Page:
Tuesday, September 14, 2010

Listening Says a Lot

For years, I tried to hide my flaws. Then I realized I was doing myself, and others, a horrible disservice by pretending. I was setting false expectations, which would eventually lead to others thinking I had either been deceitful, or had been replaced with a pod person. So, now, I have a (basically) full-disclosure policy. Here are a few things people should know about me.

  • I make a lot of mistakes
  • I'm clumsy and not graceful at all
  • My edit chip does not always work; and even if it does, my face usually gives me away
  • If you don't want the truth, I'm the wrong person to ask
  • I'm smart, but sometimes lack common sense
  • I'm open-minded, but firm in my convictions (I'll listen to any point of view. If I feel strongly about something, you could convince me otherwise, but it won't be easy.)

I'm open to advice from people who I respect - but I'll be honest, this is a pretty short list. One thing I dislike is being told how to feel, or why my feelings are wrong. For example, I once went on a first date with someone who immediately felt the need to criticize the fact that I am a Yankee fan - but not an A-Rod fan. He dismissed my reasons, and spent the entire date trying to convince me why I should feel otherwise.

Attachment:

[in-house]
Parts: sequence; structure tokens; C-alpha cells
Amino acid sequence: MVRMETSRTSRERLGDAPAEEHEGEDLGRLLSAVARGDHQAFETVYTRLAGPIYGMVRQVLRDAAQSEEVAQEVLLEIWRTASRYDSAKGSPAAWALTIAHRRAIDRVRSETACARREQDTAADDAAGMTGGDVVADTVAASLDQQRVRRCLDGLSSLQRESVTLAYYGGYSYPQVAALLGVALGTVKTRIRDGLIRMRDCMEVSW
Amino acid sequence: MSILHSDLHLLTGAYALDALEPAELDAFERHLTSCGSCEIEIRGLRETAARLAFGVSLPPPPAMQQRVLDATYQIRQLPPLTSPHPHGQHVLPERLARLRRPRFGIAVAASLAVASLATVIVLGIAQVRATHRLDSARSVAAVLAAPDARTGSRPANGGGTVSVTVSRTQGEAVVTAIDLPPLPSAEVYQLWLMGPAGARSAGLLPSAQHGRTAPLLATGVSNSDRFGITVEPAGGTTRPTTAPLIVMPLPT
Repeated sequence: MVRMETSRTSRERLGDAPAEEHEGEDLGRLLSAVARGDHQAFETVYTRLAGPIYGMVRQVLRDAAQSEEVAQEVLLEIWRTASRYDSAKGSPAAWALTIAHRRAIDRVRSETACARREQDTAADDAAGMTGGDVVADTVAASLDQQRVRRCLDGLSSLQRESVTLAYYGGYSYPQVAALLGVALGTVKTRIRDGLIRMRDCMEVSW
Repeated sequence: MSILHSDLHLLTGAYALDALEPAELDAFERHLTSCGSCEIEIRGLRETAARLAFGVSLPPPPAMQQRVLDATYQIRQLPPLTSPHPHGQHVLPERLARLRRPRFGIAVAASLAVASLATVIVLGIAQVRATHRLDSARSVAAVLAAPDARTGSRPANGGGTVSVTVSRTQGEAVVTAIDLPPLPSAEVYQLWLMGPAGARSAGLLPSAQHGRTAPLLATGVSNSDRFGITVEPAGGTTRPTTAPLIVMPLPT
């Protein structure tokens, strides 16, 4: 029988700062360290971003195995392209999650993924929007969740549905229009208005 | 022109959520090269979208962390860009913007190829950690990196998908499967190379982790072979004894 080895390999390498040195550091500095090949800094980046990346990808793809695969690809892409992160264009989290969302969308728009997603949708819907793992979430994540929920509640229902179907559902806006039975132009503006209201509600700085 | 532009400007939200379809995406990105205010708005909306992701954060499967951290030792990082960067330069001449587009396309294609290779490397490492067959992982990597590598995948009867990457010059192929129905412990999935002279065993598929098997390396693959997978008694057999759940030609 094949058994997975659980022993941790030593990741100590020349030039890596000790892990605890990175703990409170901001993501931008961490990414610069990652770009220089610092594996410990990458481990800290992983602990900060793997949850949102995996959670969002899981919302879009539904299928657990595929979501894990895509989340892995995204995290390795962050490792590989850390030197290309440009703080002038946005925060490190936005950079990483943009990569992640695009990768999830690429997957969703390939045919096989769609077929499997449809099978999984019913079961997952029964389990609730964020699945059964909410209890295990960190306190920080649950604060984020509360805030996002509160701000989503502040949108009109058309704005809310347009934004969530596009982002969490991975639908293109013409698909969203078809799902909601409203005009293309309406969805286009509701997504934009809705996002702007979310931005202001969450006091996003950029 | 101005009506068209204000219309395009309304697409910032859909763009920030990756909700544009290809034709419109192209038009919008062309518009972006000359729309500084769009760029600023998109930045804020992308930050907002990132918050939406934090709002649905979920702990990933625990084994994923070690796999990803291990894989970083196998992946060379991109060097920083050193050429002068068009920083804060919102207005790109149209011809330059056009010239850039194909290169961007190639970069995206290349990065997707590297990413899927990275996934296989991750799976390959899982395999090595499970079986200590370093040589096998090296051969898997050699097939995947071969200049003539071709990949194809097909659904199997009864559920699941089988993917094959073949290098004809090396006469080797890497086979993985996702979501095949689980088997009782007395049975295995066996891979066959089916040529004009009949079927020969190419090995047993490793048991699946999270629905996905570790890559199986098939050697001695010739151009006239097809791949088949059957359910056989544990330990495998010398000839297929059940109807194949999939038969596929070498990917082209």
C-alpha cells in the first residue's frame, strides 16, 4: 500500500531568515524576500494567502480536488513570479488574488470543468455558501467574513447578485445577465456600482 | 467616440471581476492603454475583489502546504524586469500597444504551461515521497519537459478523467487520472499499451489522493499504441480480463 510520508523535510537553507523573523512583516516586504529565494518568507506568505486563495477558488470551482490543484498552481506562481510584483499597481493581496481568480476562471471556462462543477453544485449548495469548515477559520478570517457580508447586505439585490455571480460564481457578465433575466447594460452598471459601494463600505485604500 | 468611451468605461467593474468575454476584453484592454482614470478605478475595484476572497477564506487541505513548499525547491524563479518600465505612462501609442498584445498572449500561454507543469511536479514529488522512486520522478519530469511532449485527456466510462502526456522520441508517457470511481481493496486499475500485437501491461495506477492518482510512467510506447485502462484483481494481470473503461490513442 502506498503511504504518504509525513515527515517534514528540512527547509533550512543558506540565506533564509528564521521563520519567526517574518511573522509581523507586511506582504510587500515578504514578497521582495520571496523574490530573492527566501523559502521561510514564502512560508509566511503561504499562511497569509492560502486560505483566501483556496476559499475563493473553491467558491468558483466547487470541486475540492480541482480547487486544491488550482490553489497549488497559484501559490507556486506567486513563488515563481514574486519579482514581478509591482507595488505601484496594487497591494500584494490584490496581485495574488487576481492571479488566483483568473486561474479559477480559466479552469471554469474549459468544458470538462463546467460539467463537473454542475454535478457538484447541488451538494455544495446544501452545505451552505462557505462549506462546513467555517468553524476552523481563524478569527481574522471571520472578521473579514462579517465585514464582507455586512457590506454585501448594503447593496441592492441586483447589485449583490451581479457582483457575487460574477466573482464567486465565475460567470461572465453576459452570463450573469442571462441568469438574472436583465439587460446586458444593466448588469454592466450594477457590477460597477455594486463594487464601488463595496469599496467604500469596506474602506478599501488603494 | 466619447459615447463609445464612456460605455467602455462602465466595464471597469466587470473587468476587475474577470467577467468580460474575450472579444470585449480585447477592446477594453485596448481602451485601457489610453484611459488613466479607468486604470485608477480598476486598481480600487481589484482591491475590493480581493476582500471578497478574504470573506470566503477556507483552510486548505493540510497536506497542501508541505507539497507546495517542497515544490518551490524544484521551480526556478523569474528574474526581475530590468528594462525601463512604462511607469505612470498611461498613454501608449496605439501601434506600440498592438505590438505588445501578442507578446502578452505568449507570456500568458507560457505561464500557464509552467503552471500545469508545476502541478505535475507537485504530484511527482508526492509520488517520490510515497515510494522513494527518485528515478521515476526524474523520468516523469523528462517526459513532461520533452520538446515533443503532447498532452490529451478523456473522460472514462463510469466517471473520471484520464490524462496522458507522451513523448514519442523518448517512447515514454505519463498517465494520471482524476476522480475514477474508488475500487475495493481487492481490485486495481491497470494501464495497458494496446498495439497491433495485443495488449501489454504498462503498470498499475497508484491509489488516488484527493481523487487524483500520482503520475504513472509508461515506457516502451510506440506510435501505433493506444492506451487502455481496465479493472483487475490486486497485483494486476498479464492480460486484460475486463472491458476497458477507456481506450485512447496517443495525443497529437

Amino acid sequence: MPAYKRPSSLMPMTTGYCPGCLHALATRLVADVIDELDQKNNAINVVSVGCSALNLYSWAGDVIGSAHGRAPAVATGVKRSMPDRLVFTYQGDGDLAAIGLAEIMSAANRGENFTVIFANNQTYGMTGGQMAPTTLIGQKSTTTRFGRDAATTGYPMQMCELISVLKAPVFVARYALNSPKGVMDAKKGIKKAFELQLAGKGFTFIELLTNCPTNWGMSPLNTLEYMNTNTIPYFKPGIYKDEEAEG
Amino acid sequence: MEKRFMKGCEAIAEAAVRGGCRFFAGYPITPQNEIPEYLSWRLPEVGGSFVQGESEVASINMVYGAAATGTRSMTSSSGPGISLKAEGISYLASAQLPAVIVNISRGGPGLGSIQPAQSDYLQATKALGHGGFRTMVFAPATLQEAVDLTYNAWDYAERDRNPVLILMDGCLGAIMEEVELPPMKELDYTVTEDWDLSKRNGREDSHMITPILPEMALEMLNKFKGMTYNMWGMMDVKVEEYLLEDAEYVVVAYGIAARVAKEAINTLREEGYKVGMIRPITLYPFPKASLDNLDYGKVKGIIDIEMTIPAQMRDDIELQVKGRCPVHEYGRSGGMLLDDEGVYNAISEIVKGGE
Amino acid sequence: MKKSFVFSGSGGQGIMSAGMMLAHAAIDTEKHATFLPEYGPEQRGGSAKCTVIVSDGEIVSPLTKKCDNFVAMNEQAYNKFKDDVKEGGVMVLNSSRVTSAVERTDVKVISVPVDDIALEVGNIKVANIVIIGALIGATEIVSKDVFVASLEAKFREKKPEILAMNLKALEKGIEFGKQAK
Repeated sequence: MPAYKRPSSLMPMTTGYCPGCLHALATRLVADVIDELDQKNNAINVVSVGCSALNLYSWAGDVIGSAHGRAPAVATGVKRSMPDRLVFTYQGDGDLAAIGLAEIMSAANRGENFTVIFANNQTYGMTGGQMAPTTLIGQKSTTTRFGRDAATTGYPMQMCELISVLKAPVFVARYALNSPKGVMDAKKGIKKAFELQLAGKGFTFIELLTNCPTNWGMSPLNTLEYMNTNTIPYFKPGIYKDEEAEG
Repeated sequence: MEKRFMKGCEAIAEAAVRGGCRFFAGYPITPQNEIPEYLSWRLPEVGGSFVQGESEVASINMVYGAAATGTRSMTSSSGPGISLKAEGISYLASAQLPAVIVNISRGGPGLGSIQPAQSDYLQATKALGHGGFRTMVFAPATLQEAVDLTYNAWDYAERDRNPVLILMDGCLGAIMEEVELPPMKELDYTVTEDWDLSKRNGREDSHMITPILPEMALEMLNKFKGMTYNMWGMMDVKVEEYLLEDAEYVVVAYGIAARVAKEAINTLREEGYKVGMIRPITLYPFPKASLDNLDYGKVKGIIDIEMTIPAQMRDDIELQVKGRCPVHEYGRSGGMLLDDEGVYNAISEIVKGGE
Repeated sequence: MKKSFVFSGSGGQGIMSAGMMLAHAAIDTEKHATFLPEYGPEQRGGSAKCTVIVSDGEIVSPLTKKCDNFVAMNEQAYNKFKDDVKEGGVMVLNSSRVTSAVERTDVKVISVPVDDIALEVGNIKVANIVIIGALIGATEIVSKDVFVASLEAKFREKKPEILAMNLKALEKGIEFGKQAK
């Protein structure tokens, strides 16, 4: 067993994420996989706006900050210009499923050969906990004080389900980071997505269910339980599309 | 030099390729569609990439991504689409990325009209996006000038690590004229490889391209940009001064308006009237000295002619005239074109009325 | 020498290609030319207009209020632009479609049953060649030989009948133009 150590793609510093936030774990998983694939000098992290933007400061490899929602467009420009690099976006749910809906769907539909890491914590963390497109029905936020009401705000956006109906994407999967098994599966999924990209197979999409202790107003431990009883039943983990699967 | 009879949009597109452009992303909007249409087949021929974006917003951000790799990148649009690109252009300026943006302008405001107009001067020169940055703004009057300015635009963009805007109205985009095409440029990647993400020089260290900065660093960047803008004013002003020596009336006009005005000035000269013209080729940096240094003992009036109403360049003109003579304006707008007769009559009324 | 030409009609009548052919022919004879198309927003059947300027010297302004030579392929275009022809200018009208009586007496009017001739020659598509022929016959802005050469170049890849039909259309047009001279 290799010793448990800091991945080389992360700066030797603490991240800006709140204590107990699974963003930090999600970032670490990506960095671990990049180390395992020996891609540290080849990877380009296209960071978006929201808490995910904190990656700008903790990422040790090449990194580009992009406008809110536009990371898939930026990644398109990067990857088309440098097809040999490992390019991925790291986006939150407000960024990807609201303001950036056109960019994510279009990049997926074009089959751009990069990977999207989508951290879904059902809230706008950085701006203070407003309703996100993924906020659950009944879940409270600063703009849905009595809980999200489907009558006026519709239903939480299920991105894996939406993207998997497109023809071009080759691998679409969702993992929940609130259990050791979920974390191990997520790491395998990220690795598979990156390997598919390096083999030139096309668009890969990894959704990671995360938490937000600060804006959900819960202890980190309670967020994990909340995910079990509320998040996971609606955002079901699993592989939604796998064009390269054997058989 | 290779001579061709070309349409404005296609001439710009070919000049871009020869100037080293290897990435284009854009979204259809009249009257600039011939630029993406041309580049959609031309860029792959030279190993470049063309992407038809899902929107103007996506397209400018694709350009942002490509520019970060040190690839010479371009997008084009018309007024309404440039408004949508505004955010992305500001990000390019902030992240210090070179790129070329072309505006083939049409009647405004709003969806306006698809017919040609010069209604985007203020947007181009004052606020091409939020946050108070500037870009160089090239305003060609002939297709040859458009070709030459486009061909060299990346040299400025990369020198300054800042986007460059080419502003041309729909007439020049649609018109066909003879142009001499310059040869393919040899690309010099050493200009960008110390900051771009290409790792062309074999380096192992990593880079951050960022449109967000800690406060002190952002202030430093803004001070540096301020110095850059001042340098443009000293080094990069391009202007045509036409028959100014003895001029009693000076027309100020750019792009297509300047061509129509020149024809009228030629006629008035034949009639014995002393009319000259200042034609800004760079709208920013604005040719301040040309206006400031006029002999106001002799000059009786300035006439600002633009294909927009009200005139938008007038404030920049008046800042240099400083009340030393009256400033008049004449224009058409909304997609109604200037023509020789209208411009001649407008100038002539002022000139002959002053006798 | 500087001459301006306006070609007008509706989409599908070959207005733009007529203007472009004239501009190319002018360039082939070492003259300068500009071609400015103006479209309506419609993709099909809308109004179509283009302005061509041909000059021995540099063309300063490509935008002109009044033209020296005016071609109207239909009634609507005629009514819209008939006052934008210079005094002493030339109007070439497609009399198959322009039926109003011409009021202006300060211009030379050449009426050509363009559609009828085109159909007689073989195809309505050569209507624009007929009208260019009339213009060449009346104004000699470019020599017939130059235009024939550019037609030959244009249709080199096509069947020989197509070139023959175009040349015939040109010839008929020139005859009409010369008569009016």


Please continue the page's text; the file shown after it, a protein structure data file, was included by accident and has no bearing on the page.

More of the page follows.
Conversations like this made me feel like the other person didn't think my thoughts or feelings were valid. It also seemed as though they felt if I just listened to their wisdom, I would see the error in my ways. It felt disrespectful and judgmental. Which, honestly, caused me to shut down - or worse, get defensive.  

What you see depends
on how you look.
It's funny how time, and a few life changes, can affect your point of view. I'm no longer sure that people mean anything when they behave this way. In fact, I wonder if some people even realize what they're doing? It might be coming from a genuine place; they may actually be trying to help, and not trying to disrespect me at all. 

Why the change? I'm more open to people. I spend more time focused on what others think and say, and less time worrying about how it makes me feel. I'm also more secure in who I am and what I have to say - which has made me less concerned with what others think about me. [Although, I still care what those respected few think, and I'm okay with that.]

Something else I've noticed? The way I communicate is different. People listen to me more, and open up to me more as well. Is it possible, before I noted how I was being treated, that I might have been guilty of it myself? They say that traits you dislike in others are often traits you possess, but do not notice, in yourself. If that's the case, then it turns out learning to listen has made me a better communicator all the way around. Who knew?

But please note: I still don't like to be disrespected - and I think my ability to detect disrespect has also improved. Also, I won't ever like A-Rod. If you don't believe me, you could ask that guy from my date. If you see him, tell him I said hi.  

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